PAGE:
Den and dusted

Adeus Denilson. Ta-da for now (though I am prepared to wager that the ‘for now’ part will become ‘for good’).

Denilson’s departure reminded me that this summer was as much about clearing out some deadwood as it was about bringing in some alivewood [find a new word – Ed]. He’s the first of the exclusive gang to go – though who is in that gang is subjective and ebbs and flows accordingly.

Poor old Denilson was – along perhaps with Bendtner & Almunia, though it wasn’t an exclusive triumvirate – the butt of things last season. Personally, as I have said before, I think Bendtner got it a bit hard. He was shoved on the wing for the most part – nuts really – and his goalscoring ratio was not that bad.

But Denilson, well Denilson was in part a victim of the emergence of the staggeringly good Wilshere and the returning Ramsey. But it was only in part: Denilson was shorn of confidence, while Wilshere brims with it. He was too timid, where Wilshere exudes forward threat. He half-tackled, half-tracked. He just never seemed to do enough. So this loan has hardly slapped us in the face. He played 153 times for Arsenal but his 51 appearances in 2008-9 seem a long time ago now.

So who’s next? We were told pre-Asia that Almunia and Bendtner were negotiating moving-on deals (they’ve clearly been imbued with the same glacial negotiating tactics favoured by the club).

I wouldn’t be surprised to see Eboue go, too (if someone will have him – a foster club?) In a moment of sleeplessness the other night, I tried to name a few starting XIs across the years, and attempted to recall the line-up of the 2006 Champions League final. Eboue was right-back then (no, it didn’t help me get back to sleep). But what is he now? A jobbing fill-in. Sad but true. You can’t push an opponent over in your own box in the 102nd minute of a 90-minute game and carry on as normal. Or can you?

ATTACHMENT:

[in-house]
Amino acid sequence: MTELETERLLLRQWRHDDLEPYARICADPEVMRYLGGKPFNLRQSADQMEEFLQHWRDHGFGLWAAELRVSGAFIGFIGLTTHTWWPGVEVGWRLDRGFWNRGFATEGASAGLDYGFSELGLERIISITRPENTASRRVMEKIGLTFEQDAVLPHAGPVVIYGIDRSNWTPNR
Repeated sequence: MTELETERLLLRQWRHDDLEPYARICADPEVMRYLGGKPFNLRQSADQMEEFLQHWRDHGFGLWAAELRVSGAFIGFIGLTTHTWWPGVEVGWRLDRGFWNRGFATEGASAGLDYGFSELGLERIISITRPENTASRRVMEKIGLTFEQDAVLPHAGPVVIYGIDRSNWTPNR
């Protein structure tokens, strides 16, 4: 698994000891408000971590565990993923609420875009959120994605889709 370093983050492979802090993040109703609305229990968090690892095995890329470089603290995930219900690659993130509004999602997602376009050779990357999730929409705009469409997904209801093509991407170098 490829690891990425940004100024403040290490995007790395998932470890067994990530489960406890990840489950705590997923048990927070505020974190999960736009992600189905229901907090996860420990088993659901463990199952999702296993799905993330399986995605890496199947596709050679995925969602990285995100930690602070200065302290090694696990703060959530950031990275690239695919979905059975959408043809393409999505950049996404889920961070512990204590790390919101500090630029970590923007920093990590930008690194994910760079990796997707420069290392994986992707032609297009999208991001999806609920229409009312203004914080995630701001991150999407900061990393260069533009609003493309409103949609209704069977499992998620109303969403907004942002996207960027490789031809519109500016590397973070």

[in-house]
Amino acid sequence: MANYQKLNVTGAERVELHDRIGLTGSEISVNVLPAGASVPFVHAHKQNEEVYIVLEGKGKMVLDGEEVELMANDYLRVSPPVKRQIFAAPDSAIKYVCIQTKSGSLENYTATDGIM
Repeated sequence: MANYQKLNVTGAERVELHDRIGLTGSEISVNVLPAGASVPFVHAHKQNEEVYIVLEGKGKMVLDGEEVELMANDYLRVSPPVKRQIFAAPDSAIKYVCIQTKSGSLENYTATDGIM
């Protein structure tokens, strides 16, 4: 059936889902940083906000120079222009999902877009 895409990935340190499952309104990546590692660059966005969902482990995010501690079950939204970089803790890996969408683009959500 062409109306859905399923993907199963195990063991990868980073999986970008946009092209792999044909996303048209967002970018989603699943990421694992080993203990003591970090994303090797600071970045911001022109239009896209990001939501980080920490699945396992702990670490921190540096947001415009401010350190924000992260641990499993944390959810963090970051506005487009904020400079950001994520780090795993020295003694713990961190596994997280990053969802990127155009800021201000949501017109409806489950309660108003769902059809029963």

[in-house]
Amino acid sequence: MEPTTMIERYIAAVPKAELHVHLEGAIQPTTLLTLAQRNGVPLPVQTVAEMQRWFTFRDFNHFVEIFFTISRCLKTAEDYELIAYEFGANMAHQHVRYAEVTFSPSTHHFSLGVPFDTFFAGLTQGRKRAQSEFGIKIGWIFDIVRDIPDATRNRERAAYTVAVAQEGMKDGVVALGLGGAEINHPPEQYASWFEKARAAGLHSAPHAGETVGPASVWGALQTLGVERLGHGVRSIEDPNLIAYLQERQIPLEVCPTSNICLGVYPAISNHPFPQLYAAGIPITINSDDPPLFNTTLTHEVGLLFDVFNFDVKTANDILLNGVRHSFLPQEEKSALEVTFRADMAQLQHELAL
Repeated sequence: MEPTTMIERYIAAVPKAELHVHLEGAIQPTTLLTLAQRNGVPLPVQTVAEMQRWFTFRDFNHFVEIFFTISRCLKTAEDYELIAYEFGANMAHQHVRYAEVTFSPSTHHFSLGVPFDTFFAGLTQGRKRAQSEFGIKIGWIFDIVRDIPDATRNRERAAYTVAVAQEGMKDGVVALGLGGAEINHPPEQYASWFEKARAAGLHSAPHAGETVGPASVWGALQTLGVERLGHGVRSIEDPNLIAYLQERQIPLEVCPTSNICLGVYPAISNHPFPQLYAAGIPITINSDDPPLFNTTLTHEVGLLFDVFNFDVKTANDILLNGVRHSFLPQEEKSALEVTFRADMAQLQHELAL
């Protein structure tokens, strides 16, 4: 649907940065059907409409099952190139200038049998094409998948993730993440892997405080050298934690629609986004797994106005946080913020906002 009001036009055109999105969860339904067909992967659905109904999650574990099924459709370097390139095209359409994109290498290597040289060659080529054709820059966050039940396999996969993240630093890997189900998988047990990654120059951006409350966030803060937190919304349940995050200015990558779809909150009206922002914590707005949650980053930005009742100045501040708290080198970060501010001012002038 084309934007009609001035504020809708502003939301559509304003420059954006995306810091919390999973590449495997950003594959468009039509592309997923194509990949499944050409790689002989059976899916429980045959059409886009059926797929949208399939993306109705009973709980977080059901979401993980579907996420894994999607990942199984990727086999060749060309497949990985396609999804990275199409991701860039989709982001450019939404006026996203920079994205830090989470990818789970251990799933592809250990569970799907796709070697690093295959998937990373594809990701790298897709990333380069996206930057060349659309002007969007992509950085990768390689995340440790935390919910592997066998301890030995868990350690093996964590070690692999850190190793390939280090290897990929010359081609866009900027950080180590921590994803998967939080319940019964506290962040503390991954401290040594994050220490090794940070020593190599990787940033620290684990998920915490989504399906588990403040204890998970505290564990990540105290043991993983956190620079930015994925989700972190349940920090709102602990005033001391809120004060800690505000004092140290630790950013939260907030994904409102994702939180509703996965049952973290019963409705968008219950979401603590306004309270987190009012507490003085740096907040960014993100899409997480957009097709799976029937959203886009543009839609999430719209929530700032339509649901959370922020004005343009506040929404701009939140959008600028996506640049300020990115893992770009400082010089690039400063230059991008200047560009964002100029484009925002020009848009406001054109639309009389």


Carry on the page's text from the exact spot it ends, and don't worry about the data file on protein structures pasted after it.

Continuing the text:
As for the rest, well I can’t see much doing unless we sign a new centre-half. If we do get in Garris Samhill, I can see us ditching a centre-back (even for balsawood Arsenal, five seems a bit greedy). The Squill would be the obvious victim there, though I’m afraid we’ve now entered the realm of pure conjecture.

So anyway, good luck Denilson. I hope you come good. You need to play.

Seaside succour / Silent Stan swoops

Blackpool 1-3 Arsenal

What a day: A hard-fought and much-needed away win at Blackpool gave way to the momentous news that Stan Kroenke is on the verge of an Arsenal takeover. Oh, and somewhere in the mix was a first team return for mad Jens, aged 41 and a bit. Yep, it was quite a day alright.

On the pitch

No complaints from me. If you want to pick holes in our 3-1 win then you could with reason point at our shaky start to both halves, a defence that rode its luck a bit and our profligacy in front of goal, but overall it was a very good win and one with bags of energy and dynamism – just what many of us were looking for as a response. At times in the first half we were quite superb, slicing Blackpool apart time and again. How it was only 2-0 when the whistle below at half time is one of life’s mysteries – at least it would be if it wasn’t Arsenal we were talking about. Time and again we profited from the home side’s kamikaze defending, scoring twice and missing what seems with the blur of time to have been about five one-on-ones.

The goals were scored by two of the founding cast of The Great Maligned, namely Abou Diaby and Emmanuel Eboue. The former had the kind of game he could put on his CV. He drove forward with pace, passed neatly, won the ball well and scored, and he kept it up all game. Why doesn’t he do this more often? Why do you never see baby pigeons? Fair play to him though. I don’t know whether words had been said to some of the players this week, but he certainly was approaching the kind Diaby we read about in the manufacterer’s blurb.

Eboue got a little sloppy in the second half but his goal was a thing of beauty, a neat one-two with Jack Wilshere that led to a hydraulic left foot drive rasper.